Why are my pickups humming?

Discussion in 'Pickups & Electronics [BG]' started by Michael Jewels, Nov 1, 2001.

  1. O.K. I've got a Yamaha BBN5II which has two big soapbar pups on it. It's passive. When both pups are turned up full, this is one of the quietest bass you'll find. Now suddenly they hum all the time. When both pups were up full, if you turned one of them down a little you'd get a very slight, tolerable hum. Now it seems that only the bridge pup is working O.K. If you solo the neck pup, you can hear that the B, E and A strings aren't putting out as strong a signal as the D and G strings. This is verified by the gain light on my amp. So, could something have come loose? No one has dropped or fooled around with it. I took the back cover off to take a look, and everything seemed O.K. I'm moderately mechanically inclined, do I have to take this thing apart. If so, what do I look for. This bass was only $400.00, but, I love the sound. Is this the price you pay for paying a low price? Any help would be appreciated. BTW, if you solo the bridge pup, it's got full power, and just a slight hum. Also, I think the pups are split P-bass style with one half handling the B, E and A strings, the other the D and G.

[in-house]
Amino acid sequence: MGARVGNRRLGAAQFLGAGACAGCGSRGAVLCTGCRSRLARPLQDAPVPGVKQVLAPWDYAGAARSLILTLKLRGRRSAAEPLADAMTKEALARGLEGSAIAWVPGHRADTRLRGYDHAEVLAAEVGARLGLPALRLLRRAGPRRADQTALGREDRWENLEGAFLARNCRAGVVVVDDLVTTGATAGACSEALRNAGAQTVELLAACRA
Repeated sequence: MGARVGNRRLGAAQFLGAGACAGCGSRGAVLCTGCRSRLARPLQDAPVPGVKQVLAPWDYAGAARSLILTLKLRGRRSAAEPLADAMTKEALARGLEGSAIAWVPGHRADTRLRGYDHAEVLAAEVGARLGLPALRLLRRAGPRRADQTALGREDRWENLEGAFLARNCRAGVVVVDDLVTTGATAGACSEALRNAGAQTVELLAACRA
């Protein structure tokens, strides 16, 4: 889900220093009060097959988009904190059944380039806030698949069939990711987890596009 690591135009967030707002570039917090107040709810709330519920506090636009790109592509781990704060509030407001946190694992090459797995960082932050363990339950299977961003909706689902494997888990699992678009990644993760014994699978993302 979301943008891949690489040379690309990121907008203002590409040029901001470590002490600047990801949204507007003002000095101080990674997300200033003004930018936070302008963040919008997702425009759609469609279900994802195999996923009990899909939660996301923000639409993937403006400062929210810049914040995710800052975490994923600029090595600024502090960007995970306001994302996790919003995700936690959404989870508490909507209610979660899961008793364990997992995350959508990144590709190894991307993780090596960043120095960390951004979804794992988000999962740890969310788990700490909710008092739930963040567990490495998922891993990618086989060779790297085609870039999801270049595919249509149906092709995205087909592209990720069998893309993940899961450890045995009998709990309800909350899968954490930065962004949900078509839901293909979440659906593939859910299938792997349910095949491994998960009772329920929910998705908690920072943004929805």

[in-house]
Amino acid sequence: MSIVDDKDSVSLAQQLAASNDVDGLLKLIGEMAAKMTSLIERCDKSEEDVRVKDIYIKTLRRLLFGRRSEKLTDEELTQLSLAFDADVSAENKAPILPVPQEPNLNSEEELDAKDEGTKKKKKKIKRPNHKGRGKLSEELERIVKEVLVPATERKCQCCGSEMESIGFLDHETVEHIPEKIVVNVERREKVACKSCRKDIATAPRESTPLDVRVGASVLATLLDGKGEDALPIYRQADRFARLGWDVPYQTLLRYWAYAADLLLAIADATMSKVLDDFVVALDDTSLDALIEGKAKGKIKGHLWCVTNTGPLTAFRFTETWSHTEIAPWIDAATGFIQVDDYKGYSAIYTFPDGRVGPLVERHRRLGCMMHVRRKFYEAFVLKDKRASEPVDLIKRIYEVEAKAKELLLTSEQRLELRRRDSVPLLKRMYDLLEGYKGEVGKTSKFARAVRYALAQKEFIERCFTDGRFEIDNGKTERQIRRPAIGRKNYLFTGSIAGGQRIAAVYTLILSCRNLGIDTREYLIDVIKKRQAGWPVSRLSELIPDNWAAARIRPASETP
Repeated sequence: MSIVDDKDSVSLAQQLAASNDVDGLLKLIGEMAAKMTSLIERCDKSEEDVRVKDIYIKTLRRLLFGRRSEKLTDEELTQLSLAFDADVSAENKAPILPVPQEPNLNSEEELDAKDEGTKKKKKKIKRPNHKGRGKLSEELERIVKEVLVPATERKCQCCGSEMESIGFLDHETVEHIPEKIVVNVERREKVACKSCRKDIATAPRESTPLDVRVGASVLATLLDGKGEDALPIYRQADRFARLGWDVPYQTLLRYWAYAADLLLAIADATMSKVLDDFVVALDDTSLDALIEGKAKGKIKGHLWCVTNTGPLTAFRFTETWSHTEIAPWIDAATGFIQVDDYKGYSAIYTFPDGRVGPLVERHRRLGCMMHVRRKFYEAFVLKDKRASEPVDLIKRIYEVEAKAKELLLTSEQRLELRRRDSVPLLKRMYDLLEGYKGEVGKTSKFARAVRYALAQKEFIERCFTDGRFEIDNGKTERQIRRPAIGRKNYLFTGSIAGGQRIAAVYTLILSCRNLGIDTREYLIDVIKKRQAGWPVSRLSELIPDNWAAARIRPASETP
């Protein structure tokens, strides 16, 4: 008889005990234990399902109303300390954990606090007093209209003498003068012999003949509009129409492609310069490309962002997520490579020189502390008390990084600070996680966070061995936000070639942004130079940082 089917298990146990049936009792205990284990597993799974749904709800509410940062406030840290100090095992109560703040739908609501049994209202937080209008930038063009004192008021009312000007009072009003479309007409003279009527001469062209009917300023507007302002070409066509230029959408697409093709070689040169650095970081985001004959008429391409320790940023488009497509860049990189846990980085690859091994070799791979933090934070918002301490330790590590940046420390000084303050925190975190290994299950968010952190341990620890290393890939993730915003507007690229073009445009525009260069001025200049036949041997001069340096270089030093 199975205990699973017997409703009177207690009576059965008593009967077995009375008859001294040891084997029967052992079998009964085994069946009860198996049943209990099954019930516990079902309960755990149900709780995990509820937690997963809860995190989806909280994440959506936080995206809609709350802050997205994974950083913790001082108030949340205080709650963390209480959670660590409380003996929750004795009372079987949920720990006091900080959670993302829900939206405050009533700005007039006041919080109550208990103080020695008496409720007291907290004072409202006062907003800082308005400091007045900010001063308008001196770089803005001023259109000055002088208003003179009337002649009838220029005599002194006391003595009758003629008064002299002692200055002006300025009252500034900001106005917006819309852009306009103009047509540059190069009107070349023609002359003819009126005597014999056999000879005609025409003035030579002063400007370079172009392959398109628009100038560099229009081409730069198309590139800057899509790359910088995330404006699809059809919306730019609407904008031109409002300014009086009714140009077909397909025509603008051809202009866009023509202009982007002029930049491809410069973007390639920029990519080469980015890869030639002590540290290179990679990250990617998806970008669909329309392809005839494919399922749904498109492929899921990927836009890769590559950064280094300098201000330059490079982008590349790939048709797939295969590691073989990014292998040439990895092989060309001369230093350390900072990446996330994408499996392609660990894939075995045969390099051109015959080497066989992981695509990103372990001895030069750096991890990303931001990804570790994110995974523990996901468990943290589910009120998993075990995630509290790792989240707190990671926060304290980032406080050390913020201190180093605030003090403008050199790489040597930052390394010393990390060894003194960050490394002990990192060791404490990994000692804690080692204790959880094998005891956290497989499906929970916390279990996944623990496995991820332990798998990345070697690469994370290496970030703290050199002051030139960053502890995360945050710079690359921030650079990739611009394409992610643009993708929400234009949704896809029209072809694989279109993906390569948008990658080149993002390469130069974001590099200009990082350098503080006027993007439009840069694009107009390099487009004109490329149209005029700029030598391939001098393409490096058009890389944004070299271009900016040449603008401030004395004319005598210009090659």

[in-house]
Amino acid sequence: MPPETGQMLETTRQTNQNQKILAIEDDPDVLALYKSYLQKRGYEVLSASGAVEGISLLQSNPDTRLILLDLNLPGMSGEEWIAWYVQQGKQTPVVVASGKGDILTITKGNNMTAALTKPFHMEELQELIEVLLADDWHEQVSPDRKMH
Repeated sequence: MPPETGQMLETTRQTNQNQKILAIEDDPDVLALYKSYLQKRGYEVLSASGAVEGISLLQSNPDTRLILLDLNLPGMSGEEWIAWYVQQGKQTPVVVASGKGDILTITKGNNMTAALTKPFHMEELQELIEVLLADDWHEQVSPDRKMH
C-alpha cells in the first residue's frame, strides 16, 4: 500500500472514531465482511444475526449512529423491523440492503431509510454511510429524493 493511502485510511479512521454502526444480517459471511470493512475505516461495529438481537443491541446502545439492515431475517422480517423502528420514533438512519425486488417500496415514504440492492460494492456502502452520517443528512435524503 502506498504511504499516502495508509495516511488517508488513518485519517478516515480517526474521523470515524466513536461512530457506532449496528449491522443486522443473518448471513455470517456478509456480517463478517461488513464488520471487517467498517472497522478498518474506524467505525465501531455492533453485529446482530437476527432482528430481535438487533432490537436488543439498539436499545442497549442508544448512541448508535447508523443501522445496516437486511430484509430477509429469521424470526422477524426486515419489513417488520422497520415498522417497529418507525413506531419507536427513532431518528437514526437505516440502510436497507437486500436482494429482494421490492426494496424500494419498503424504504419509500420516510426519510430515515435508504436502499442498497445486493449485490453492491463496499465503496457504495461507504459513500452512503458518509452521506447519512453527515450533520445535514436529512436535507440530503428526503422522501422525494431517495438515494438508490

Mike J.
  2. superphat

    superphat Guest

    Sep 30, 2001
    i don't know about the bbn5II, but the bbn5 has single coil pickups, and single coil pickups are supposed to hum (except when they're both full-on - they're probably reverse-wound to cancel the hum like a humbucker pickup would).
  3. Maybe they`re in a good mood? :rolleyes: :D

  4. Usul, you, you, Doh! :D

    Superphat, I'm not sure, but, I think they're single coils, although I think Bass Player magazine said they were Humbuckers. Anyway, when both pups were on full, this was an extremly quiet bass, now, all I get is this annoying hum that came out of nowhere. I think that the low number of responses shows that this is a unique problem, indeed. I can't figure out why they would start doing this all of a sudden. Back to the drawing board. I guess I'll have to take it to someone.

    Mike J.
  5. could it be the famous 60-cycle hum???
  6. ldiezman

    ldiezman Guest

    Jul 11, 2001
    maybe you should just give your bass some good lovin.. it always my old bass stop humming :)
  7. Chris, this is what I thought it was at first, but as I said in the original post, this bass was one of the quietest basses you could ever NOT hear when both pickups were on full. Out of nowhere I started getting a hum where there was once silence, and, the odd thing is that no one can seem to figure out why one pickup would suddenly have an uneven output? When you have the neck pup soloed or blended with the bridge pup you can clearly hear that the output of the B, E, and A strings is noticeably lower than the D & G strings. I guess I'm going to have to take it to someone, because I can't figure this out. The bridge pup soloed is fine. :confused: I just noticed that I pretty much repeated my original post. But, this is maddening.

    Mike J.
  8. SuperDuck

    SuperDuck Guest

    Sep 26, 2000
    Because they don't know the words! (I'm surprised I got to that one first...)